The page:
I have no idea what you are saying here. I brought the cages ('Free Speech Zones') because they were one more 'beyond the pale' moment for the Democrats that barely registered with progressives. You would think Medea Benjamin being carried from the convention floor would have provided the celebrity 'left' with some clue, but out she went shortly after, organizing for Kerry whose position on the war did not budge an inch.

'As for 2004, I hardly 'sacrificed' the antiwar movement for Kerry. First, I never endorsed Kerry.

Well, that's nice, but you are moderating a blog for an organization that consists of a number of people who did. This current campaign seems little different from the services they provided last time around.. When I say you, I mean the intersection between the Nobody But Kerry campaign and the Progressives for Obama campaign. You may not have been one of them that time, but you are now.

During this, we took part in every mass mobilization, and one of the largest, 500,000 in NYC, took part in the middle of Kerry's campaign.

There is a point where mass mobilizations morph into infantile gestures of frustration. They reach that point when it becomes clear that they have zero political impact. That point was reached around 2004 or before. Without any political threat behind them, they sap energy and resources and provide the illusion of forward movement, which is actually pernicious.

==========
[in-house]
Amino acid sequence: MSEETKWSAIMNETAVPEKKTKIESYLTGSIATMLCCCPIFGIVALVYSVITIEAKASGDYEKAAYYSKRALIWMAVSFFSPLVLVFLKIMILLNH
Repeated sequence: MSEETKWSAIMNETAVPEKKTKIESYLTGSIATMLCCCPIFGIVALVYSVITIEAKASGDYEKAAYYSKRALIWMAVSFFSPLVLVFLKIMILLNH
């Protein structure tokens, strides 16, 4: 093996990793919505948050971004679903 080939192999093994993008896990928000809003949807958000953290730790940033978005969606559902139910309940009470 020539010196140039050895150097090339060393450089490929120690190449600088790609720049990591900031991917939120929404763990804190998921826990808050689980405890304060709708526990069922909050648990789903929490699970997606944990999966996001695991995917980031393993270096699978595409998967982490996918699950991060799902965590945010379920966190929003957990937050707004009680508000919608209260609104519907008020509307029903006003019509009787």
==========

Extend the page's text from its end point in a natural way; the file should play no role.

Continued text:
Carl Davidson said...

Our delegates, and others, will be fighting for a better antiwar plank as their top priority. I'm sure their will be other issues as well.

Our 'leverage' is what it's always been, the voters we've organized independently and the massive peace and justice movements that we're part of.

We'll get something from the Obama campaign, but whatever it is, it won't be much, due to our relative strength, and it's not the only point anyway. The main point is to defeat John McCain, since a White House occupied by him means a longer war, even though we'll do battle with an Obama White House in any case.

That's what's wrong with your approach of taking Obama down as the top priority--it means a deep division among the most progressive forces in the country and a longer war. Plus if you think we're weak, any effort you would launch along these lines wouldn't show up on anyone's radar.